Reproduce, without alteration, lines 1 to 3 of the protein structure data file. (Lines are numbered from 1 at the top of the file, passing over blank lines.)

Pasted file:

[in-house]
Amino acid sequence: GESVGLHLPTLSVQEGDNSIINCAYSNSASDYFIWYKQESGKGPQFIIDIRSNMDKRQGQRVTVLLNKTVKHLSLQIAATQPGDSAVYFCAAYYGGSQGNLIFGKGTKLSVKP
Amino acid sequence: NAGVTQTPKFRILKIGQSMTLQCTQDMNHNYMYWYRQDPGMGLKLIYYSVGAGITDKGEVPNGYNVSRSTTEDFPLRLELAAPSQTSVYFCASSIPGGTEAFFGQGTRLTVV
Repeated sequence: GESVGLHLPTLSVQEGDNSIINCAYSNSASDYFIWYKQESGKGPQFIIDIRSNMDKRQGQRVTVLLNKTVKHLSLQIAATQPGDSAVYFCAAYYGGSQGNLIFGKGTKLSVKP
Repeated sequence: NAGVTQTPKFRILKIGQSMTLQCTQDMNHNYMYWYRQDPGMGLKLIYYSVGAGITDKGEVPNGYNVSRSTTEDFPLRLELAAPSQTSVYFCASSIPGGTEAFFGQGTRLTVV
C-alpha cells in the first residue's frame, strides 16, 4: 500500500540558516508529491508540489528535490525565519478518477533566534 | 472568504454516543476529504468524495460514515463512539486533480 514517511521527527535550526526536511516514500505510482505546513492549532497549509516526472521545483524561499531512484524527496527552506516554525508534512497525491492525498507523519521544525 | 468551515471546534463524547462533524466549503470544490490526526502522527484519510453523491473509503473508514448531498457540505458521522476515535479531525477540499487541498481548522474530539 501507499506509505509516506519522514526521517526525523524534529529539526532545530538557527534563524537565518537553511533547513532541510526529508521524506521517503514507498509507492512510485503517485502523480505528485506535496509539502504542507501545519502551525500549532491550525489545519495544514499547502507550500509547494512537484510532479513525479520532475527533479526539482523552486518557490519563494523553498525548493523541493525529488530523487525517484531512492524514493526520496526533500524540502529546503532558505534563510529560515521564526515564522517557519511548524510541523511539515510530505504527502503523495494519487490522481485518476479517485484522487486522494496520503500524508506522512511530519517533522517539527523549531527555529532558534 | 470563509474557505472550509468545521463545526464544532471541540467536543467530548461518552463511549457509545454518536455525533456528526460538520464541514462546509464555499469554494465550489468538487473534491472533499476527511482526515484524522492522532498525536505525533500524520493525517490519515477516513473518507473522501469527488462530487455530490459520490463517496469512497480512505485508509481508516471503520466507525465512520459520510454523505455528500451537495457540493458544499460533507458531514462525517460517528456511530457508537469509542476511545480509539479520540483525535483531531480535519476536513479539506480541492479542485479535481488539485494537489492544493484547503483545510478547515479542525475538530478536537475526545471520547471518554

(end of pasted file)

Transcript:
[in-house]
Amino acid sequence: GESVGLHLPTLSVQEGDNSIINCAYSNSASDYFIWYKQESGKGPQFIIDIRSNMDKRQGQRVTVLLNKTVKHLSLQIAATQPGDSAVYFCAAYYGGSQGNLIFGKGTKLSVKP
Amino acid sequence: NAGVTQTPKFRILKIGQSMTLQCTQDMNHNYMYWYRQDPGMGLKLIYYSVGAGITDKGEVPNGYNVSRSTTEDFPLRLELAAPSQTSVYFCASSIPGGTEAFFGQGTRLTVV